Under the bill, employees who work 90 days in a year would earn at least three sick days. Democratic Assemblywoman Lorena Gonzalez says AB 1522 would insure people do not feel a financial obligation to work when they’re sick.
“It’s not good for them. It’s not good for our community. It’s not good for public health,” says Gonzalez. “So what we want to do is to be able to extend that opportunity to every worker -- the right to take a day off to go see a doctor.”
The state of Connecticut and several major cities including San Francisco have adopted similar laws.
Previous attempts to pass a state-wide measure in California have failed. Some employer groups oppose it, saying it would burden small businesses.
Backers say the bill would help business because healthy workers are more productive. The measure is now in the Assembly Judiciary Committee.
California Democrats and progressive groups hoping that strong state budget revenues would help them make the case for new spending will likely be disappointed by April income tax collections.
Bills that would deal with pay gaps between companies' CEOs and workers, and create four-year community college degrees moved forward in the legislature Thursday, while a measure would requiring kill switches on smart phones and tablets stalled.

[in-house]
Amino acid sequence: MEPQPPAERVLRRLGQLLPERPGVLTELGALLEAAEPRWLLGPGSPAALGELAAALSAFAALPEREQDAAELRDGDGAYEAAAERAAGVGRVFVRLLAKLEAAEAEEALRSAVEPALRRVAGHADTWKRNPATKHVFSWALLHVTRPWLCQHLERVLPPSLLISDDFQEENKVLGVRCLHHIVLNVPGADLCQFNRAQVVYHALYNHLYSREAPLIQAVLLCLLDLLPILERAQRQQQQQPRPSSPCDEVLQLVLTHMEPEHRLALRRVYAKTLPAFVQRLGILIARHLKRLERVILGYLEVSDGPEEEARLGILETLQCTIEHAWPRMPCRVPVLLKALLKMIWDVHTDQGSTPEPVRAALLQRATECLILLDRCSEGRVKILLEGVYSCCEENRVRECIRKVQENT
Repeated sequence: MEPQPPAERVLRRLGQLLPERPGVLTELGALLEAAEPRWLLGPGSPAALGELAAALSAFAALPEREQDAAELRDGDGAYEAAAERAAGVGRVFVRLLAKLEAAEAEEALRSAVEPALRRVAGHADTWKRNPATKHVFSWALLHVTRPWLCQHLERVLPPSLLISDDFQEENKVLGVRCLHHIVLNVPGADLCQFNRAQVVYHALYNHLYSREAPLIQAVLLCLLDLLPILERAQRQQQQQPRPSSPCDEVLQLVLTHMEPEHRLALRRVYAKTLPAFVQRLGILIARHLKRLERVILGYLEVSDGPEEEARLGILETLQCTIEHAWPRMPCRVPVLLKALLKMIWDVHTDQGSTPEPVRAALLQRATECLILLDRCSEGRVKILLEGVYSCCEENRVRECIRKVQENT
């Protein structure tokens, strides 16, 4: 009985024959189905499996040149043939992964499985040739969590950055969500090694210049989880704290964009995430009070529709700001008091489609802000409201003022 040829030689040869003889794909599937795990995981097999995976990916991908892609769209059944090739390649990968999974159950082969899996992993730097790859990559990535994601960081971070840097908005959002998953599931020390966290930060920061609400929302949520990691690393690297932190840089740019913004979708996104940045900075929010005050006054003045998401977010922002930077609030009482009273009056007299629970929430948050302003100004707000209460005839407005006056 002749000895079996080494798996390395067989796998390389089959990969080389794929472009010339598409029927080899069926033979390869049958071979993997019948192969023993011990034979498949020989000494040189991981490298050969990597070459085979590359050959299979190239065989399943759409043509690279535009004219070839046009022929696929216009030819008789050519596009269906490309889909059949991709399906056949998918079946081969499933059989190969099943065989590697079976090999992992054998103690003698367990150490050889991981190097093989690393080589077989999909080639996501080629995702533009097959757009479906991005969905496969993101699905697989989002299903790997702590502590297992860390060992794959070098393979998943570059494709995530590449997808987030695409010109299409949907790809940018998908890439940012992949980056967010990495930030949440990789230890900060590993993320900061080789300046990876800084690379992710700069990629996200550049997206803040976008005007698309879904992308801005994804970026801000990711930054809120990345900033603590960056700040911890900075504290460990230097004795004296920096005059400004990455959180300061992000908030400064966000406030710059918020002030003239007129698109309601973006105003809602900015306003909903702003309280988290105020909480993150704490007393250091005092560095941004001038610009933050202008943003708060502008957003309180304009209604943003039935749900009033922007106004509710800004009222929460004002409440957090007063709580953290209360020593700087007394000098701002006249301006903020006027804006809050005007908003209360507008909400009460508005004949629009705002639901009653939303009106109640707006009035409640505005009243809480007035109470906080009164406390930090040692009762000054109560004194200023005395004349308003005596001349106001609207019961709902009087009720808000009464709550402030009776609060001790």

Nurses across the state are calling for greater protections from violent patients. Lawmakers will vote on a bill today that would require hospitals to do more to prevent violence at their facilities.
California employees owed back wages would be able to place a lien on their former employer’s property under a bill that cleared the Assembly Labor and Employment Committee Wednesday.
Four candidates for California’s Secretary of State covered issues from vote by mail elections to business licenses in a debate today. And they didn’t disagree on much.